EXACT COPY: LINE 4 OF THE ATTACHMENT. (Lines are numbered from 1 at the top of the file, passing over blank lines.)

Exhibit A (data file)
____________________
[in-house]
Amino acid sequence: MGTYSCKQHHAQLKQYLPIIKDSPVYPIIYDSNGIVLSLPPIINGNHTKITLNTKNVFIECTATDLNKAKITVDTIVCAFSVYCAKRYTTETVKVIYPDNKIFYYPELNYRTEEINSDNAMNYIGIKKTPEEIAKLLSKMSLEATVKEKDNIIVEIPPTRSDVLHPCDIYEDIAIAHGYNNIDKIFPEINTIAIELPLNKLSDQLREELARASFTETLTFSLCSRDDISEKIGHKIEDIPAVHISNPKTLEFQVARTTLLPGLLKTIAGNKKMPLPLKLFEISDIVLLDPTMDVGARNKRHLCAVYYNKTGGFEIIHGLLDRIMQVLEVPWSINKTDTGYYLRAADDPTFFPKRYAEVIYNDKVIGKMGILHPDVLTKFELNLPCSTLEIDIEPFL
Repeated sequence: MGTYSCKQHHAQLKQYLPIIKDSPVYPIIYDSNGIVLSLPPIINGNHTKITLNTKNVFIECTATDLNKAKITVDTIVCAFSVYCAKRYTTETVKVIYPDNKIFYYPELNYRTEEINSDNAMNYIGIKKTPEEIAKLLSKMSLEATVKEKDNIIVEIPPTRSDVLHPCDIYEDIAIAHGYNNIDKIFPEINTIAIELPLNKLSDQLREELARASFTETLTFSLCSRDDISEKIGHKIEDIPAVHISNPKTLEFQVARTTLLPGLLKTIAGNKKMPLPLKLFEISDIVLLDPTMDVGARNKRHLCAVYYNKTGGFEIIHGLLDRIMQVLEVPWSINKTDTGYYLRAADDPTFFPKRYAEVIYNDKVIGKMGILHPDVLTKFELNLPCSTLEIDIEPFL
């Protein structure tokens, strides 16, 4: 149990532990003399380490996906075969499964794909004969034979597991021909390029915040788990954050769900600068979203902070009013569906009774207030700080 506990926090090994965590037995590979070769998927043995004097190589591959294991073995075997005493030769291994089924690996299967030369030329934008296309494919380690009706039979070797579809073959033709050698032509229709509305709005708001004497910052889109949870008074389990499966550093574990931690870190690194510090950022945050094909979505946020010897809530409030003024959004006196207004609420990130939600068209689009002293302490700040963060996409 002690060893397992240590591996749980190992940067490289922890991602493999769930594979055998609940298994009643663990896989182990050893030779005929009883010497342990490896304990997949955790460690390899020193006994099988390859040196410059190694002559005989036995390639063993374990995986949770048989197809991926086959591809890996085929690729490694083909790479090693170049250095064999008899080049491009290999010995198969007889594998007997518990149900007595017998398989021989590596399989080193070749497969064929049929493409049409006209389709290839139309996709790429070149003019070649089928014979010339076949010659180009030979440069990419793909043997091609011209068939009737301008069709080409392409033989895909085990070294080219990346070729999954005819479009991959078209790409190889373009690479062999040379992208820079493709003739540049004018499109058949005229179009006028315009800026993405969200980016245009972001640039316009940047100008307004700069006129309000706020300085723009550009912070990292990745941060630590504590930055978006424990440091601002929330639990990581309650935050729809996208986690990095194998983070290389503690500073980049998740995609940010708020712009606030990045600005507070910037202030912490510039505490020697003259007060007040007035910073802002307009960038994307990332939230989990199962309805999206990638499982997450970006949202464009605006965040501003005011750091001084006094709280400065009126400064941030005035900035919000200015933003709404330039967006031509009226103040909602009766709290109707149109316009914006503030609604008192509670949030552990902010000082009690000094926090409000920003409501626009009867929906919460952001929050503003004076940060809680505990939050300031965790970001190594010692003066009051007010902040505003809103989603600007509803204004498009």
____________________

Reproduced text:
């Protein structure tokens, strides 16, 4: 149990532990003399380490996906075969499964794909004969034979597991021909390029915040788990954050769900600068979203902070009013569906009774207030700080 506990926090090994965590037995590979070769998927043995004097190589591959294991073995075997005493030769291994089924690996299967030369030329934008296309494919380690009706039979070797579809073959033709050698032509229709509305709005708001004497910052889109949870008074389990499966550093574990931690870190690194510090950022945050094909979505946020010897809530409030003024959004006196207004609420990130939600068209689009002293302490700040963060996409 002690060893397992240590591996749980190992940067490289922890991602493999769930594979055998609940298994009643663990896989182990050893030779005929009883010497342990490896304990997949955790460690390899020193006994099988390859040196410059190694002559005989036995390639063993374990995986949770048989197809991926086959591809890996085929690729490694083909790479090693170049250095064999008899080049491009290999010995198969007889594998007997518990149900007595017998398989021989590596399989080193070749497969064929049929493409049409006209389709290839139309996709790429070149003019070649089928014979010339076949010659180009030979440069990419793909043997091609011209068939009737301008069709080409392409033989895909085990070294080219990346070729999954005819479009991959078209790409190889373009690479062999040379992208820079493709003739540049004018499109058949005229179009006028315009800026993405969200980016245009972001640039316009940047100008307004700069006129309000706020300085723009550009912070990292990745941060630590504590930055978006424990440091601002929330639990990581309650935050729809996208986690990095194998983070290389503690500073980049998740995609940010708020712009606030990045600005507070910037202030912490510039505490020697003259007060007040007035910073802002307009960038994307990332939230989990199962309805999206990638499982997450970006949202464009605006965040501003005011750091001084006094709280400065009126400064941030005035900035919000200015933003709404330039967006031509009226103040909602009766709290109707149109316009914006503030609604008192509670949030552990902010000082009690000094926090409000920003409501626009009867929906919460952001929050503003004076940060809680505990939050300031965790970001190594010692003066009051007010902040505003809103989603600007509803204004498009």